Connectivity is a way of life now for all persons almost from the age of 4 years of age if not younger and an important part of our daily lives and with such reliance comes ‘familiarity’ and instances where our most vulnerable let their guard down and it is here we need to protect them with investigating and prosecuting persons who use the internet for illicit means.
Maybe, time has come for some civil action to be taken against perpetrators of internet based crime and start having monetary penalties applied.
Alba, Anna. (2012). Social Networks: the rise of online harrassment. Retreived from http://networkconference.netstudies.org/2012/socialnetworksonlineharassment/
Alcindor, Y. (2012, March 19). Lesson of Rutgerscase: Online actions carry consequences. USA Today. Retrieved from http://www.usatoday.com/news/nation/story/2012-03-16/rutgers/53574554/1
Bains Cohen LLP Solicitors. (2011). Internet Law Experts: Online harassment, online intimidation and the criminal justice system. Shall I Report Online Harassment To The Police? Retrieved from http://www.bainscohen.com/online-harassment-online-intimidation
Day, E. (2012, March 11). The hurt caused by private lives being made public. The Observer. Retrieved from http://www.guardian.co.uk/commentisfree/2012/mar/11/elizabeth-day-cyberbullying-social-media?newsfeed=true
Meloy, J. & Gothard, S. (1995). A Demographic and Clinical Comparison of Obsessional Followers and Offenders with Mental Disorders, American Journal of Psychiatry, 152, 258–63.
Miller, D. (2010, March 10). The Darker Side of Facebook: Cyber-Bullying. Australian Women Online. Retrieved from http://www.australianwomenonline.com/the-darker-side-of-facebook/
Neo. (2011, January 3). How to Handle Online Harassment & Cyber Stalking. Retrieved from http://thepizzy.net/blog/2011/01/how-to-handle-online-harassment-cyber-stalking/
Ogilvie, E. (2000). Cyberstalking. Australian Institute of Technology. Retrieved from http://www.aic.gov.au/documents/4/7/A/%7B47A7FA60-8EBF-498A-BB9E-D61BC512C053%7Dti166.pdf
Postmedia News. (2012, March 24). Online bullying is now everyone’s problem. Retrieved from http://www.canada.com/Online+bullying+everyone+problem/6353905/story.html
Sreedevi, K. (2012, March 25). Beware! E-mafia is at work on social media. DECCAN Chronicle. Retrieved from http://www.deccanchronicle.com/channels/cities/chennai/beware-e-mafia-work-social-media-439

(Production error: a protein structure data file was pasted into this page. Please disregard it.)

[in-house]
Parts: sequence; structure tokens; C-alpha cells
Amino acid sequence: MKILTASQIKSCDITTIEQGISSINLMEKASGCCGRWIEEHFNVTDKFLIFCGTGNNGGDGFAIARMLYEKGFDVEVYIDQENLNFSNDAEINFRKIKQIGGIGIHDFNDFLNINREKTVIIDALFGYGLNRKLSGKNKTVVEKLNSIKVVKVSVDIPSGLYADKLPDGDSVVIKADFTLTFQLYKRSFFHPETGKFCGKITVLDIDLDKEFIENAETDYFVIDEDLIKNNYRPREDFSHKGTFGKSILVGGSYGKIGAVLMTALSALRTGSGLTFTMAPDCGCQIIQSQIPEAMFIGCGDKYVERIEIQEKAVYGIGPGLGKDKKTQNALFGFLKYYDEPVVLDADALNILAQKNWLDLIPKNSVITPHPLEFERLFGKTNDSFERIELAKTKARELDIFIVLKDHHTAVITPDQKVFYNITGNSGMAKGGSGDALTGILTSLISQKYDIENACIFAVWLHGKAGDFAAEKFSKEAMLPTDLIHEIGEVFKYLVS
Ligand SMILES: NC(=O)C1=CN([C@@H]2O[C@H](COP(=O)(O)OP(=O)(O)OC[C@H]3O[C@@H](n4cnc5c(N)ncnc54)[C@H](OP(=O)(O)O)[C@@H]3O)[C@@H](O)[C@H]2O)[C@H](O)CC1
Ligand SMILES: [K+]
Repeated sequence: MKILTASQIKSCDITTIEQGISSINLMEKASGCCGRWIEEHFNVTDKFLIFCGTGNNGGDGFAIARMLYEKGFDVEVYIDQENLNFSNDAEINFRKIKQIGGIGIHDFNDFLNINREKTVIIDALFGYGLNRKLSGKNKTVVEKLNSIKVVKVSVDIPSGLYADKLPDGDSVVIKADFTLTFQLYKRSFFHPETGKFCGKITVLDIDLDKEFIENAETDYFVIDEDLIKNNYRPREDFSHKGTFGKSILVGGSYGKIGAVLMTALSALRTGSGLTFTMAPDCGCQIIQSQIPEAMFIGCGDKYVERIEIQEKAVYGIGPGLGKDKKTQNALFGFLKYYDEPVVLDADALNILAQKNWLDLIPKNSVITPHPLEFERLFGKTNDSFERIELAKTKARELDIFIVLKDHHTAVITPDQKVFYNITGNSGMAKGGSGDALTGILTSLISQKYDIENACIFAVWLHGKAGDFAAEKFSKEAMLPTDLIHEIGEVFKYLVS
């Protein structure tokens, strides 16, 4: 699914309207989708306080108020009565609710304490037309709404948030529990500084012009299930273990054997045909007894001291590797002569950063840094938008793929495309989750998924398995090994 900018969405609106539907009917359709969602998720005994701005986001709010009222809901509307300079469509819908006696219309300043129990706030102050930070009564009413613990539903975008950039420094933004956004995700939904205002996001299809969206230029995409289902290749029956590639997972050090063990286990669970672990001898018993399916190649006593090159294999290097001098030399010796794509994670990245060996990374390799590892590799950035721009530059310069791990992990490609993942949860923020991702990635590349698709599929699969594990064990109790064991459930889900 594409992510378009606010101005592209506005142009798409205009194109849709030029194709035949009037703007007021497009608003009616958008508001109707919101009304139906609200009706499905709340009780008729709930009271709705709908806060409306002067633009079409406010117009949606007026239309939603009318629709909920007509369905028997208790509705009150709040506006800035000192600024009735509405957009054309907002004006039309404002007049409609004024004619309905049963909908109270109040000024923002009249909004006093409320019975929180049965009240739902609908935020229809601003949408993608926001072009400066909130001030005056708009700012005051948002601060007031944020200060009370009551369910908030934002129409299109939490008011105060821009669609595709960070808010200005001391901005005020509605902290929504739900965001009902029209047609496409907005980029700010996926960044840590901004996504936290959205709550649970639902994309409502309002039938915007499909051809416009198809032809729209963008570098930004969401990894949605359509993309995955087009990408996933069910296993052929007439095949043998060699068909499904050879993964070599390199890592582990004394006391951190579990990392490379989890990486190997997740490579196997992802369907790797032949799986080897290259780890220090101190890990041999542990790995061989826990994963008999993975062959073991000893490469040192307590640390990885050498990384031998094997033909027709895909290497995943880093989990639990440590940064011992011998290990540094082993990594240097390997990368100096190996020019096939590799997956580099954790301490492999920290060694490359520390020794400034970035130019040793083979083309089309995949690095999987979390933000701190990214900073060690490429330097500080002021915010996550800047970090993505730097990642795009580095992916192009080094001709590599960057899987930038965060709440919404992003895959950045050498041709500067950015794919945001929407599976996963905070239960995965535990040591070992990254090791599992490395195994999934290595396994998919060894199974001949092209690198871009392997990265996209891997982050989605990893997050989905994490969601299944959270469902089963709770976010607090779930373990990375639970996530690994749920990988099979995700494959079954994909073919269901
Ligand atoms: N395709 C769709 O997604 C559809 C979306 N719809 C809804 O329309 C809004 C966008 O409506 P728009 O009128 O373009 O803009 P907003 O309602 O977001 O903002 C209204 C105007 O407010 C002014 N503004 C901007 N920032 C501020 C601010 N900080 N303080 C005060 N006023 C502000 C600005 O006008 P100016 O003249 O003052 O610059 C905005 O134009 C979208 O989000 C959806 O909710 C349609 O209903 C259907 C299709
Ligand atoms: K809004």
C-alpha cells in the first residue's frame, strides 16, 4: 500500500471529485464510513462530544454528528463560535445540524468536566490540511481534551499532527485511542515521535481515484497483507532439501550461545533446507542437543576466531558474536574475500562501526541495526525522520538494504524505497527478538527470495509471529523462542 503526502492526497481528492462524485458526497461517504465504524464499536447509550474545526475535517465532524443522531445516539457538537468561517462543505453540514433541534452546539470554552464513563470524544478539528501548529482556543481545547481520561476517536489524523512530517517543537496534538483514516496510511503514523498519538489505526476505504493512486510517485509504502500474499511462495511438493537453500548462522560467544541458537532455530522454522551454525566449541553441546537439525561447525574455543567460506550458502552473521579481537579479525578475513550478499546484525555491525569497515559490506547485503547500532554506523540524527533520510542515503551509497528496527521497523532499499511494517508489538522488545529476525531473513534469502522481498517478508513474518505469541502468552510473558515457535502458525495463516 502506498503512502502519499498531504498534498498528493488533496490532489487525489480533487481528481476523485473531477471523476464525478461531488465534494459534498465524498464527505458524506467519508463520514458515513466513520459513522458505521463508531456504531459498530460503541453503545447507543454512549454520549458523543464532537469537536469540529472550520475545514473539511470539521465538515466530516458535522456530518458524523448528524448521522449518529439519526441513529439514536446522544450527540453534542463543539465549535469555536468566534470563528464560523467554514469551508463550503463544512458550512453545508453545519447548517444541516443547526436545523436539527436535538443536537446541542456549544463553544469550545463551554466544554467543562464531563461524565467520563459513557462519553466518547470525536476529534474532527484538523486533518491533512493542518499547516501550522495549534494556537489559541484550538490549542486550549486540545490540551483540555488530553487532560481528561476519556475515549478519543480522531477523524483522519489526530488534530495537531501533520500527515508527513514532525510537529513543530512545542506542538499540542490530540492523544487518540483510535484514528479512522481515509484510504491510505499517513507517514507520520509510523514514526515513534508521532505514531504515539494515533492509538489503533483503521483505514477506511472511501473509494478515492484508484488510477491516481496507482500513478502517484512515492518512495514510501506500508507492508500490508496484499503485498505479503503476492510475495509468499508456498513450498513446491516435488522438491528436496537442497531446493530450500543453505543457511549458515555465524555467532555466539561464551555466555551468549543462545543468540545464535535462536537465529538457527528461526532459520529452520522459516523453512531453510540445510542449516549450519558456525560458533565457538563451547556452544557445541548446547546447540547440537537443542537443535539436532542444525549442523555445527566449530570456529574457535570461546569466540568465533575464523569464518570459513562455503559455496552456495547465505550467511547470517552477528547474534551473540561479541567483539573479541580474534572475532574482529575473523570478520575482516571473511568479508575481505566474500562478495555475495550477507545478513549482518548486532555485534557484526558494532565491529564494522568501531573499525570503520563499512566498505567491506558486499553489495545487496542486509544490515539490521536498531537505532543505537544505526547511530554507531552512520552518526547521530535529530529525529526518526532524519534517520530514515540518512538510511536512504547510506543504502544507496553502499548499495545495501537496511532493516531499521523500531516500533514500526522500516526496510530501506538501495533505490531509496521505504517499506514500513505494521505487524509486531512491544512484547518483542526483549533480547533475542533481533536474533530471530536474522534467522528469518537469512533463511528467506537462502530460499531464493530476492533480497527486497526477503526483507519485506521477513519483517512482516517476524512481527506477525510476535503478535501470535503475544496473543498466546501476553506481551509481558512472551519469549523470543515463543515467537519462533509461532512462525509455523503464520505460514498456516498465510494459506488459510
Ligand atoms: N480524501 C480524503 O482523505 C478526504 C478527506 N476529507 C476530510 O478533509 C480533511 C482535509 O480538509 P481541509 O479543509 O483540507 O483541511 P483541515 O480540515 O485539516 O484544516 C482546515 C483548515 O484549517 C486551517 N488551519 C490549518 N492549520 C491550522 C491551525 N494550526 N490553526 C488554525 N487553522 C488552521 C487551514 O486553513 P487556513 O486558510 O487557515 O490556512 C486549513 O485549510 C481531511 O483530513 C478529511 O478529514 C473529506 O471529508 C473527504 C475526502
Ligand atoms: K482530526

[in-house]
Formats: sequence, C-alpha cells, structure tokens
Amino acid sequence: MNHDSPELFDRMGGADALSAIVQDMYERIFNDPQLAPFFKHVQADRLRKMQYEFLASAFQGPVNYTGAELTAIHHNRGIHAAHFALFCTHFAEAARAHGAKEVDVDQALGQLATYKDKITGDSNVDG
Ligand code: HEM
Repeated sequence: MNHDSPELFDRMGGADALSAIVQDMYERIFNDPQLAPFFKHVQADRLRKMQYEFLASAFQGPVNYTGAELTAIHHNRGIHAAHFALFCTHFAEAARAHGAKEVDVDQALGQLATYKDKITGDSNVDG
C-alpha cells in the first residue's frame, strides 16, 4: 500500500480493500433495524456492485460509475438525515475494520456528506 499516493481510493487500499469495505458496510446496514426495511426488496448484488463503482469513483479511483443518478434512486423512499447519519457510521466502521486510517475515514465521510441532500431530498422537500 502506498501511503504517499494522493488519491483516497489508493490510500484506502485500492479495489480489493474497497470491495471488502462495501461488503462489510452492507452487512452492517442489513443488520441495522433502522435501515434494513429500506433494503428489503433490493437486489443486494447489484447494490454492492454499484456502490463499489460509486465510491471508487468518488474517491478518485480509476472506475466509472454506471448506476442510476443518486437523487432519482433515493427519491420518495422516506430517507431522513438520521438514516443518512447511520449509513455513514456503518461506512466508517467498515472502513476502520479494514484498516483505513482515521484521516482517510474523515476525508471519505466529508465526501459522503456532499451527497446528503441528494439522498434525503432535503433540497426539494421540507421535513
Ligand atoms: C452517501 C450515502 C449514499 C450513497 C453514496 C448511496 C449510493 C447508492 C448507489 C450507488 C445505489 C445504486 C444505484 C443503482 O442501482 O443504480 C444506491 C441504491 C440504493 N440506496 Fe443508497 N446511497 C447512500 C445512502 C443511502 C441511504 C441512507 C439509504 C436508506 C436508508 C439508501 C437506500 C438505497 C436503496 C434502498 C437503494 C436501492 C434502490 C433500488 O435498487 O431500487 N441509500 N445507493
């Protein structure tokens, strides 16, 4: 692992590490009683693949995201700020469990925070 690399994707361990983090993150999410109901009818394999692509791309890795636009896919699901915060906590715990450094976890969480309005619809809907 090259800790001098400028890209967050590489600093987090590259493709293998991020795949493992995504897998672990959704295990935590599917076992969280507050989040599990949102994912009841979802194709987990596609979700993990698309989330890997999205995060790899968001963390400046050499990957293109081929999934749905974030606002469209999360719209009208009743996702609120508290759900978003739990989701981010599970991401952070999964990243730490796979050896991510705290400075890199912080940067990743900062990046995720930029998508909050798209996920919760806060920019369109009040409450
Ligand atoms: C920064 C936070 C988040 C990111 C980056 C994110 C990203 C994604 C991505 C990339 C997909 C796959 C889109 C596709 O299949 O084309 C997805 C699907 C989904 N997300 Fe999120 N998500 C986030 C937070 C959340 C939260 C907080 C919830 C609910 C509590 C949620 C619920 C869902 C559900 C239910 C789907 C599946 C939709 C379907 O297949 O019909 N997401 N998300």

Stone, D. M. (1999). Online Harassment. Urbana, IL: University Laboratory High School. Retrieved from http://www.ed.uiuc.edu/wp/crime/harassment.htm
Wylie, M. (2007). Online Family Safety – Eight ways to handle cyber-bullies. Retrieved from http://www.yoursecurityresource.com/cobrand/in/articles/cyberbullies/index.html
Zytrax (2012). Retrieved from http://www.zytrax.com/isp/faqs/static.htm
As reported in Saturdays ‘The Age‘ on December 15 by Clay Lucas it appears that an increasing number of workplaces are banning staff from accessing social media at work. “Social media facing bans in workplace agreements.”
Some of these agreements specifically warn staff that any comments on social media that refer to their employment or personal life could result in disciplinary action that includes termination.
Additionally some agreements have banned social media activity during working hours unless done at the direction of a manager.
One area for concern for workers is the increasing amount of workplace bullying taking place via social media and how as employers they have a duty of care to protect their employees. The amount of employees making ‘sexual, racial, abusive, threatening and or intimidating comments is on the increase.
Upon reviewing the article by Clay Lucas it appears the majority of people that post such remarks who believe the remarks made are ‘semi’ private amongst their ‘freinds’ do not appreciate how the remarks can be shared by their ‘friends’ and instaneoulsy go viral not only in the workplace but globally.
Social media is no place for raising workplace grievances, yet people are feeling that this is an appropriate forum.
Overall employers must appreciate that not only is social media here to stay it is growing exponentially and with this growth workplace use by employees will increase whether it be used openly or in a clandestine manner with fake social media identities.
Open use of social media if used in an appropriate manner can be a benefit to an employer as it not only increases the awareness of the employees company which may in turn lead to increased sales but appropriate posts about the company or ‘positive’ work experiences can put the employer on a ‘pedestal’ amongst the employees social media ‘friends’ and or ‘followers’.
It is here that the employer must harness the employee as an overall ambassador of the company and embrace social media and ensure that the company has social media training available to all employees on a regular basis. Social media is evolving daily and training staff in the appropriate use must also be reviewed constantly and regularly updated and rolled out. Currency is the key to good social media training.
Social media training is perfect for hybrid delivery where it can be delivered partly in the classroom at induction and then regularly updated on-line with interactive online modules.
Banning social media in the workplace will only force its use underground and be far more harmful to the company and employees overall.